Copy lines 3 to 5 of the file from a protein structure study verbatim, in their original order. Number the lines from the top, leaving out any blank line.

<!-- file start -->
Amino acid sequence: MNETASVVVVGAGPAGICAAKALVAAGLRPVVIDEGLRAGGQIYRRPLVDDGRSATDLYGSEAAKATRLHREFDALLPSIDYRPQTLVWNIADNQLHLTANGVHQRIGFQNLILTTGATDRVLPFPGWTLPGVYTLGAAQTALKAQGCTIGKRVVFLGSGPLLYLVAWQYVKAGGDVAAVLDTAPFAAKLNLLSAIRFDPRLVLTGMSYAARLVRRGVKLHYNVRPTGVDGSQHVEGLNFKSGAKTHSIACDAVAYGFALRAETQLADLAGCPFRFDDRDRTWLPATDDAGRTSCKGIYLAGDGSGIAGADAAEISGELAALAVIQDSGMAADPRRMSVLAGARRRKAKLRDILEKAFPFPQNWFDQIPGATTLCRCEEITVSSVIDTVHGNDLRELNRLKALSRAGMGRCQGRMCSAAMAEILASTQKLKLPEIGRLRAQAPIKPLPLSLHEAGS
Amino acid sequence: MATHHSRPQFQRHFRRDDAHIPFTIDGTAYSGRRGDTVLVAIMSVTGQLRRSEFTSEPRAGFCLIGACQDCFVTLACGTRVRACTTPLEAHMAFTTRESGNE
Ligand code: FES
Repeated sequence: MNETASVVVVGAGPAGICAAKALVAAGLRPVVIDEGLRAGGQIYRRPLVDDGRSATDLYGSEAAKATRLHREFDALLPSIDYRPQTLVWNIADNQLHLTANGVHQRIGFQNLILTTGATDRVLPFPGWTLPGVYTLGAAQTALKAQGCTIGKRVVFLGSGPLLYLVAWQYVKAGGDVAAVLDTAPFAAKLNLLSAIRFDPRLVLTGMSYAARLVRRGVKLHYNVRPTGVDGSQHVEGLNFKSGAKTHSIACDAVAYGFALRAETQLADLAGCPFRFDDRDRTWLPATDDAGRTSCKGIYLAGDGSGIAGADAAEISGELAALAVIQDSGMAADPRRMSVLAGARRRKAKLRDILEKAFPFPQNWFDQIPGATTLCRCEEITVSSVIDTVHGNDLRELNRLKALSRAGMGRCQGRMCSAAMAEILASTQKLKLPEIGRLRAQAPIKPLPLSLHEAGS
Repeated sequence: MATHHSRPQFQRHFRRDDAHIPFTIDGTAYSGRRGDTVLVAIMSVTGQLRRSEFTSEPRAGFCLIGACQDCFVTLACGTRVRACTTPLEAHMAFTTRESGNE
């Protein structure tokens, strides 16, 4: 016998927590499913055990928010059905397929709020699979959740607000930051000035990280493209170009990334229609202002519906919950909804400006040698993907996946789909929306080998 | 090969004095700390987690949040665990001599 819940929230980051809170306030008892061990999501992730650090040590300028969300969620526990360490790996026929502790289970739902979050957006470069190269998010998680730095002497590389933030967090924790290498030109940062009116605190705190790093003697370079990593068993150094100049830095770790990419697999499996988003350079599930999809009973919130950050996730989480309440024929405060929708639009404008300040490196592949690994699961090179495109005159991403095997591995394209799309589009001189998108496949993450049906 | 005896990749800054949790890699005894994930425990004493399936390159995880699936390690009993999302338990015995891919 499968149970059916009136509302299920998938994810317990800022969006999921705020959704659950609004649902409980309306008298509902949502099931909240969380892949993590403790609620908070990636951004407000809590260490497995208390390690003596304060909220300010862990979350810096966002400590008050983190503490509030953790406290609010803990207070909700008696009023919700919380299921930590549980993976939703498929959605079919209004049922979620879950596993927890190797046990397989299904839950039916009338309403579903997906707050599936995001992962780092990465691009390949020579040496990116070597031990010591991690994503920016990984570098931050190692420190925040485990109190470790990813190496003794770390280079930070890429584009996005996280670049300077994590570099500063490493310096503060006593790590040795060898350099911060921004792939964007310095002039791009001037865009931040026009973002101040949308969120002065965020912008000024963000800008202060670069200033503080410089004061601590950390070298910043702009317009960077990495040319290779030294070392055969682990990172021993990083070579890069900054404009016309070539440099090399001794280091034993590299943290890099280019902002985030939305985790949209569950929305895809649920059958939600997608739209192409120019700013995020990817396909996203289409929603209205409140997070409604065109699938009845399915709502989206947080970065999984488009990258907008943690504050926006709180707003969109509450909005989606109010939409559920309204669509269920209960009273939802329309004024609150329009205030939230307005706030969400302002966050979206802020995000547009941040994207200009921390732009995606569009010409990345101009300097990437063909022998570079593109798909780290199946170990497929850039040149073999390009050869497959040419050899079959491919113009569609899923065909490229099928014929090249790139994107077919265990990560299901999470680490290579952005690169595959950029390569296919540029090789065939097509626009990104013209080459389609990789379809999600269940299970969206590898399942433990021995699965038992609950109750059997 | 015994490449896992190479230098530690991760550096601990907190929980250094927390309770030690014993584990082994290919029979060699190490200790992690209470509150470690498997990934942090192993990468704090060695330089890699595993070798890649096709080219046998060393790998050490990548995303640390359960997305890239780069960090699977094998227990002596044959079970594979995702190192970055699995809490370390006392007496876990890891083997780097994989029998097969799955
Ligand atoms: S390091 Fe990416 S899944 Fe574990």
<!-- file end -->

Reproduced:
Ligand code: FES
Repeated sequence: MNETASVVVVGAGPAGICAAKALVAAGLRPVVIDEGLRAGGQIYRRPLVDDGRSATDLYGSEAAKATRLHREFDALLPSIDYRPQTLVWNIADNQLHLTANGVHQRIGFQNLILTTGATDRVLPFPGWTLPGVYTLGAAQTALKAQGCTIGKRVVFLGSGPLLYLVAWQYVKAGGDVAAVLDTAPFAAKLNLLSAIRFDPRLVLTGMSYAARLVRRGVKLHYNVRPTGVDGSQHVEGLNFKSGAKTHSIACDAVAYGFALRAETQLADLAGCPFRFDDRDRTWLPATDDAGRTSCKGIYLAGDGSGIAGADAAEISGELAALAVIQDSGMAADPRRMSVLAGARRRKAKLRDILEKAFPFPQNWFDQIPGATTLCRCEEITVSSVIDTVHGNDLRELNRLKALSRAGMGRCQGRMCSAAMAEILASTQKLKLPEIGRLRAQAPIKPLPLSLHEAGS
Repeated sequence: MATHHSRPQFQRHFRRDDAHIPFTIDGTAYSGRRGDTVLVAIMSVTGQLRRSEFTSEPRAGFCLIGACQDCFVTLACGTRVRACTTPLEAHMAFTTRESGNE